I am a very fortunate person. I grew up in a loving home with parents that took excellent care of us (my brother, my sister and I). I had access to excellent schools and a supportive community that worked together to provide opportunities for all of its citizens. I have very clear memories of my parents volunteering wherever and whenever they could to support endeavors that their kids enjoyed, or that would serve the community at large. My father was a volunteer with the local election board (and still works the polls every election day). My mother was a volunteer with the Girl Scouts of America. She was my troop leader from the time I was in 4th grade until I graduated from High School. She continues her volunteer work today within our church and by extension, with a local support group for women and families that are struggling to get back on their feet after setbacks of homelessness and unemployment (my father helps with that as well). I remember asking them when I was a kid why they do it. They reminded me that it was important to give back to the community that provided so much for us. My parents were clear examples of servant leaders and I found myself drawn to the concept.
Servant Leadership may sound like an oxymoron to most. In many instances, people think that followers serve the leaders – by fulfilling some vision that the leader has for the group. Servant leadership is about so much more than that. It is an attitude or approach to leadership that involves wanting to serve others and essentially putting the needs and feelings of others first so that they grow and evolve and go on to serve others themselves (Northouse, 2013). Larry Spears, a former CEO of the Greenleaf Center for Servant Leadership, has documented ten characteristics of a servant leader. They include: listening, empathy, healing, awareness, persuasion, conceptualization, foresight, stewardship, commitment to the growth of people, and building community (Spears, 2010). As a Girl Scout Leader, my mother exemplified each of those ten characteristics. She understood that the girls involved in the program came from varied socio-economic backgrounds, religious faiths, and education levels. She listened to each girl with an empathetic ear. She knew that some of the girls in her troops came from broken homes. Many times I would hear the girls in my troop express envy toward me that my mom was so great they wished she was their mother too. My mom created a safe place for these girls to express love and fear and joy and pain. She helped to heal those hurts and in doing so, created awareness in other girls that not everyone was dealt the same hand in life.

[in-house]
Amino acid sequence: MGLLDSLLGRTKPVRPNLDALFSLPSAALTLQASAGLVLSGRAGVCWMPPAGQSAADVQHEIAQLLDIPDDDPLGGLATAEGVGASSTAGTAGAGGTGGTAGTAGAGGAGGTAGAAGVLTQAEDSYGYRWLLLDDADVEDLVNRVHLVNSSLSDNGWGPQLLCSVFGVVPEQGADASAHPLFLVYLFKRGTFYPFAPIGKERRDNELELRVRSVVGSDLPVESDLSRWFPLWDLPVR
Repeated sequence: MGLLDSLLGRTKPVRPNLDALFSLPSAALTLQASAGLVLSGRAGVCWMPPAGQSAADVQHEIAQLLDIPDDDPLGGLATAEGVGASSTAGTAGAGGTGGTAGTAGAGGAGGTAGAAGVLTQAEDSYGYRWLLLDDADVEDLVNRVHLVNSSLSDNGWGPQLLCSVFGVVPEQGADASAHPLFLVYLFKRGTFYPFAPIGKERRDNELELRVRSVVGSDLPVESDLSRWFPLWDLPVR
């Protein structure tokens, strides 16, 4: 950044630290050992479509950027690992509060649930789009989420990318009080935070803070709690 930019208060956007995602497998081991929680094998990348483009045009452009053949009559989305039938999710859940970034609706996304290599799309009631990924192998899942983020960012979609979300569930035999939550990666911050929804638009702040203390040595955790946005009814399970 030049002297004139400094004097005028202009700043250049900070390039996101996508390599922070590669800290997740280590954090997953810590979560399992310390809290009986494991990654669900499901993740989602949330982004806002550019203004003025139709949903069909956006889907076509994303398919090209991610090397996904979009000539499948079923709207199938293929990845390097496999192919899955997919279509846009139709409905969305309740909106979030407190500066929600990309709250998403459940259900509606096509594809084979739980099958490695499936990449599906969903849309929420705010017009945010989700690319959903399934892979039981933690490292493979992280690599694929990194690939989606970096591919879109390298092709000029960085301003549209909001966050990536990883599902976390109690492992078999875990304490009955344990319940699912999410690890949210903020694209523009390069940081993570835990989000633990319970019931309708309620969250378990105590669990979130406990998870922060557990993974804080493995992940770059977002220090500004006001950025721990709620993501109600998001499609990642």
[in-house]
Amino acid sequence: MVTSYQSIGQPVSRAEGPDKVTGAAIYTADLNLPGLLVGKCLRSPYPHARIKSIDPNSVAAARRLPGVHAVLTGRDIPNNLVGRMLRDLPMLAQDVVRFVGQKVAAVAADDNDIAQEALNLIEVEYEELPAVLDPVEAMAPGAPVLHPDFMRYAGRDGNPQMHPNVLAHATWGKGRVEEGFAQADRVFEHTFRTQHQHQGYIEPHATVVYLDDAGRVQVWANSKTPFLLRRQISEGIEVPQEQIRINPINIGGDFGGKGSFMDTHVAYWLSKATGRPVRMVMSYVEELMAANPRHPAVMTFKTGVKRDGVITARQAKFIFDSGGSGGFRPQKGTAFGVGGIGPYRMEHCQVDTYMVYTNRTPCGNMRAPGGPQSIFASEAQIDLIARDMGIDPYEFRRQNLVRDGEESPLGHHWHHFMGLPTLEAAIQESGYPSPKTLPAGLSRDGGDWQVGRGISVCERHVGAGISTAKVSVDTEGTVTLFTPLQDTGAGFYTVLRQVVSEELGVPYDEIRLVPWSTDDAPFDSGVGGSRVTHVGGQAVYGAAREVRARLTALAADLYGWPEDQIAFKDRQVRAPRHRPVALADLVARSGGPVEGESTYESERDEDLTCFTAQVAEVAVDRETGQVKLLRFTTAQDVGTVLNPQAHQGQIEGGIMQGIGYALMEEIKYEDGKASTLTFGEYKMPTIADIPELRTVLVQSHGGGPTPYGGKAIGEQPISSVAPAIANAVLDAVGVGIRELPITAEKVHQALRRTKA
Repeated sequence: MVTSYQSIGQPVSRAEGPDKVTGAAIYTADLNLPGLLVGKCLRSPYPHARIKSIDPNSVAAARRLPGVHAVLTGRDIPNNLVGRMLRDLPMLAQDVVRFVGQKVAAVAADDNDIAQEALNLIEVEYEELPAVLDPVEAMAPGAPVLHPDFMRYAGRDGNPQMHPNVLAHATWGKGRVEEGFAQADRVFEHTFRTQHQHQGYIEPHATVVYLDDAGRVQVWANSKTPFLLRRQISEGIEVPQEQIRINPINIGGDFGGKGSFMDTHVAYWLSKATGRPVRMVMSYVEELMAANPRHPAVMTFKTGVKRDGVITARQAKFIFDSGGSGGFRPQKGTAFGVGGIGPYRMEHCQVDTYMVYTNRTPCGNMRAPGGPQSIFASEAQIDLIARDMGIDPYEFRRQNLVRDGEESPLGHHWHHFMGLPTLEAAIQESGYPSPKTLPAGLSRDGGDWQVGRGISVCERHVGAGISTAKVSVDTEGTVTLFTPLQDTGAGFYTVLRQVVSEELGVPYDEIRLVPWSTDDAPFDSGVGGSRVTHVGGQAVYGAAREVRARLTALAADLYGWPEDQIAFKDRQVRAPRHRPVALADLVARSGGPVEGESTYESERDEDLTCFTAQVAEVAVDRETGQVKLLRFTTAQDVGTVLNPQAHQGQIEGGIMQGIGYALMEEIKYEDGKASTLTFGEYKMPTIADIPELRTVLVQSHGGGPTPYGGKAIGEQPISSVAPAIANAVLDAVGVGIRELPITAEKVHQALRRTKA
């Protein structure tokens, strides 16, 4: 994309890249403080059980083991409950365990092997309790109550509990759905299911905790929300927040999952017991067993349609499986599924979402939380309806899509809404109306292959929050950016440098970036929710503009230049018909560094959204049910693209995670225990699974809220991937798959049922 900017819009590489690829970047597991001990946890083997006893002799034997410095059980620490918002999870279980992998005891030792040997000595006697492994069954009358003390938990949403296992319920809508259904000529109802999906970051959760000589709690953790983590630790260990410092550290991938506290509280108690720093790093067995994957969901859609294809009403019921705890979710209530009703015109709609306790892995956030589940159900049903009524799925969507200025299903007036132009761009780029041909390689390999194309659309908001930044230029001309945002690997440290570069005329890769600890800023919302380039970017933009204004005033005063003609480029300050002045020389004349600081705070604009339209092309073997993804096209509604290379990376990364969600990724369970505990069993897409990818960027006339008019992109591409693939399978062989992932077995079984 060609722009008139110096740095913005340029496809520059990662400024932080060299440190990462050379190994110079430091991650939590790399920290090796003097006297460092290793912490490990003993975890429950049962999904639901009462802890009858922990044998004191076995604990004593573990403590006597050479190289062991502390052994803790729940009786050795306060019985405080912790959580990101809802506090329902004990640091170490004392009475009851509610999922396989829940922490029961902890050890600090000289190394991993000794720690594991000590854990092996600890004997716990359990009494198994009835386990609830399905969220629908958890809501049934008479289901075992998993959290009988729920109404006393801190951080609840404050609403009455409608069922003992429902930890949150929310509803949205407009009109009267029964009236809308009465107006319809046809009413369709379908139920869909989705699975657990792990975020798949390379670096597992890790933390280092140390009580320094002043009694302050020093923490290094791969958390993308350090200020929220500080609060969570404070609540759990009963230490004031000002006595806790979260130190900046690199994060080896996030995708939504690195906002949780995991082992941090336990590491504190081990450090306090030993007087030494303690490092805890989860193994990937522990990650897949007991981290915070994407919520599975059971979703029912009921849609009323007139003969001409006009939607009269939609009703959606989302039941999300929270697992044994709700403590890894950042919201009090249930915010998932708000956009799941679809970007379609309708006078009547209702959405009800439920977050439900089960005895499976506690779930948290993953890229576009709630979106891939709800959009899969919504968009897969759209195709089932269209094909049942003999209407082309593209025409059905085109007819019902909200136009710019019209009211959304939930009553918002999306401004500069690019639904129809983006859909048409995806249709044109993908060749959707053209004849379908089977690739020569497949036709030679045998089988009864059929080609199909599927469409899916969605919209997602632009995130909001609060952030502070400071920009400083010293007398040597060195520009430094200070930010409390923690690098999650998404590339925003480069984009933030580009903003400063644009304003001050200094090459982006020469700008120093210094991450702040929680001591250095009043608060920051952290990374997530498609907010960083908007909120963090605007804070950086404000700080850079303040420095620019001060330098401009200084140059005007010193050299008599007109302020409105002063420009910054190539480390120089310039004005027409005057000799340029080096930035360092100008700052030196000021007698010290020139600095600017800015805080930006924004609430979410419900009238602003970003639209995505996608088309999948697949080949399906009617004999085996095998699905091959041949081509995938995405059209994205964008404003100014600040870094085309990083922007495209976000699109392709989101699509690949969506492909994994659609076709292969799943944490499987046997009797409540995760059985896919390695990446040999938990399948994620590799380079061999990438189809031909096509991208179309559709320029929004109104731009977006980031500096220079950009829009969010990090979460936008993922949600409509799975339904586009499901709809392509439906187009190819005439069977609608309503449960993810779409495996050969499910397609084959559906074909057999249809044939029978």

I remember too that my mother was able to work with us as scouts to get involved in helping others as well. Our local community housed a nursing and rehabilitation center for senior citizens – the Pocopson Home. As young scouts, we decorated coffee cans and filled them with holiday cookies to be delivered to the residents there each year. As we got older, we visited the center directly and spent time with the residents – sharing songs and stories and doing crafts together. As our leader, my mom had initiated the program and knew that teaching us about the plight of those less fortunate would help us to understand what types of services the world needs. She was creating future servant leaders through her own leadership. She knew that we each had value and skills that would benefit others. Some of the girls were better at crafts so they were in charge of the can decorating. She also saw that some girls were quiet and reserved. As a servant leader, my mom helped those girls realize that their participation of filling each can with cookies and then putting them in boxes for delivery helped the troop to realize their goals. As we worked together to complete the cans and plan our visits to Pocopson, my mother was creating a community within our troop and she was reminding us (without us even knowing it) that we were part of a larger community. She was, and still is, the embodiment of a servant leader.
Albert Schweitzer is quoted as saying, “I don’t know what your destiny will be, but one thing I know: The ones among you who will be really happy are those who have sought and found how to serve.” (M2 Communications, 2015). Social media has allowed me to stay in touch with girls that were in those troops. There are pharmacists, stay-at-home-mothers, customer service agents, and even troop leaders themselves. My mother played a part in each of their lives by showing that leadership is not always about one person in charge of or controlling others. It can be about the greater good and keeping the focus on others. It can be about searching for positive outcomes and helping our communities to grow and nurture each other. The selflessness of servant leadership is admirable and I am truly grateful for the role model my mother provided for our family and our community. She is truly a servant leader and I could not be more proud.
M2 Communications. (2015). Leading Thoughts Building A Community of Leaders. Retrieved from Leadership Now: http://www.leadershipnow.com/servicequotes.html
Northouse, P. G. (2013). Leadership Theory and Practice (Sixth ed.). Los Angeles, CA: SAGE Publications, Inc.